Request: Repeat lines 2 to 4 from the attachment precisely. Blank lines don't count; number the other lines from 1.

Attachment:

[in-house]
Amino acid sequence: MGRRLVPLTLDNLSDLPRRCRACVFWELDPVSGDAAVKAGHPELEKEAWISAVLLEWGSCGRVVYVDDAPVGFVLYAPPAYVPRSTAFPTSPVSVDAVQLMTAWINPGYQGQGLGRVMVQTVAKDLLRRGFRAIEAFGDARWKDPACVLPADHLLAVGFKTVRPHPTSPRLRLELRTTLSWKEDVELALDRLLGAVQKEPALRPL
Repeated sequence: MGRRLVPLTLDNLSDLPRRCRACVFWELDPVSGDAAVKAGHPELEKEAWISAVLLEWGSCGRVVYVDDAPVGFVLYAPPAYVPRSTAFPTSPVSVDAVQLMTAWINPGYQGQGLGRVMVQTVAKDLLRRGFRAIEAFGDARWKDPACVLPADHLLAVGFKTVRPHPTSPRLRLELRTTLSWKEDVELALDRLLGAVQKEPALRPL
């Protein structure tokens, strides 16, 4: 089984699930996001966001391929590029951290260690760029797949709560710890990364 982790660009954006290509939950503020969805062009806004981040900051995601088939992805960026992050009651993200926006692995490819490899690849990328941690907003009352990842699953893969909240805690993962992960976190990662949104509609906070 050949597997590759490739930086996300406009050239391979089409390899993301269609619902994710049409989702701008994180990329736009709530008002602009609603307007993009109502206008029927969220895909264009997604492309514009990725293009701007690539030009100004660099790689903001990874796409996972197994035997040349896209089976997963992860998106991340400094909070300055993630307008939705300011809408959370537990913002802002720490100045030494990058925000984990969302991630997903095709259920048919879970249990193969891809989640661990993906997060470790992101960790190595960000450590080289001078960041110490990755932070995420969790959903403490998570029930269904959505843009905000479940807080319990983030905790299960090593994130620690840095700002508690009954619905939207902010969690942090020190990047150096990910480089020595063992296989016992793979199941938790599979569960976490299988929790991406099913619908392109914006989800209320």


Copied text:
Amino acid sequence: MGRRLVPLTLDNLSDLPRRCRACVFWELDPVSGDAAVKAGHPELEKEAWISAVLLEWGSCGRVVYVDDAPVGFVLYAPPAYVPRSTAFPTSPVSVDAVQLMTAWINPGYQGQGLGRVMVQTVAKDLLRRGFRAIEAFGDARWKDPACVLPADHLLAVGFKTVRPHPTSPRLRLELRTTLSWKEDVELALDRLLGAVQKEPALRPL
Repeated sequence: MGRRLVPLTLDNLSDLPRRCRACVFWELDPVSGDAAVKAGHPELEKEAWISAVLLEWGSCGRVVYVDDAPVGFVLYAPPAYVPRSTAFPTSPVSVDAVQLMTAWINPGYQGQGLGRVMVQTVAKDLLRRGFRAIEAFGDARWKDPACVLPADHLLAVGFKTVRPHPTSPRLRLELRTTLSWKEDVELALDRLLGAVQKEPALRPL
């Protein structure tokens, strides 16, 4: 089984699930996001966001391929590029951290260690760029797949709560710890990364 982790660009954006290509939950503020969805062009806004981040900051995601088939992805960026992050009651993200926006692995490819490899690849990328941690907003009352990842699953893969909240805690993962992960976190990662949104509609906070 050949597997590759490739930086996300406009050239391979089409390899993301269609619902994710049409989702701008994180990329736009709530008002602009609603307007993009109502206008029927969220895909264009997604492309514009990725293009701007690539030009100004660099790689903001990874796409996972197994035997040349896209089976997963992860998106991340400094909070300055993630307008939705300011809408959370537990913002802002720490100045030494990058925000984990969302991630997903095709259920048919879970249990193969891809989640661990993906997060470790992101960790190595960000450590080289001078960041110490990755932070995420969790959903403490998570029930269904959505843009905000479940807080319990983030905790299960090593994130620690840095700002508690009954619905939207902010969690942090020190990047150096990910480089020595063992296989016992793979199941938790599979569960976490299988929790991406099913619908392109914006989800209320």